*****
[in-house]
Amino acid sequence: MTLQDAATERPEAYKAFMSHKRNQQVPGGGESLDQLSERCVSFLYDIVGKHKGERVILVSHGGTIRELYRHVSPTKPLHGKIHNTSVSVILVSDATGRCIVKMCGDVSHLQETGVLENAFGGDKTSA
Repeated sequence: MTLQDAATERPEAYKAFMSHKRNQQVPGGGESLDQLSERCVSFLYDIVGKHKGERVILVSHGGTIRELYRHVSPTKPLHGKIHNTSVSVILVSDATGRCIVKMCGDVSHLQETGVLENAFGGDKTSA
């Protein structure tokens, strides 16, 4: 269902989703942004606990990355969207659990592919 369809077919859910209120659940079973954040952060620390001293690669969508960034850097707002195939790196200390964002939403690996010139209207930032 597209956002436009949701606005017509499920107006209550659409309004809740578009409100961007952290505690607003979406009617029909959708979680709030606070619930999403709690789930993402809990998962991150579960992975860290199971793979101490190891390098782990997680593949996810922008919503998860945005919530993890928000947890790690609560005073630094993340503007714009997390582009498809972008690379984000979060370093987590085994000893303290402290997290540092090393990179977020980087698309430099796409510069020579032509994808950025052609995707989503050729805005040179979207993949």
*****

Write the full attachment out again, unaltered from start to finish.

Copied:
[in-house]
Amino acid sequence: MTLQDAATERPEAYKAFMSHKRNQQVPGGGESLDQLSERCVSFLYDIVGKHKGERVILVSHGGTIRELYRHVSPTKPLHGKIHNTSVSVILVSDATGRCIVKMCGDVSHLQETGVLENAFGGDKTSA
Repeated sequence: MTLQDAATERPEAYKAFMSHKRNQQVPGGGESLDQLSERCVSFLYDIVGKHKGERVILVSHGGTIRELYRHVSPTKPLHGKIHNTSVSVILVSDATGRCIVKMCGDVSHLQETGVLENAFGGDKTSA
């Protein structure tokens, strides 16, 4: 269902989703942004606990990355969207659990592919 369809077919859910209120659940079973954040952060620390001293690669969508960034850097707002195939790196200390964002939403690996010139209207930032 597209956002436009949701606005017509499920107006209550659409309004809740578009409100961007952290505690607003979406009617029909959708979680709030606070619930999403709690789930993402809990998962991150579960992975860290199971793979101490190891390098782990997680593949996810922008919503998860945005919530993890928000947890790690609560005073630094993340503007714009997390582009498809972008690379984000979060370093987590085994000893303290402290997290540092090393990179977020980087698309430099796409510069020579032509994808950025052609995707989503050729805005040179979207993949």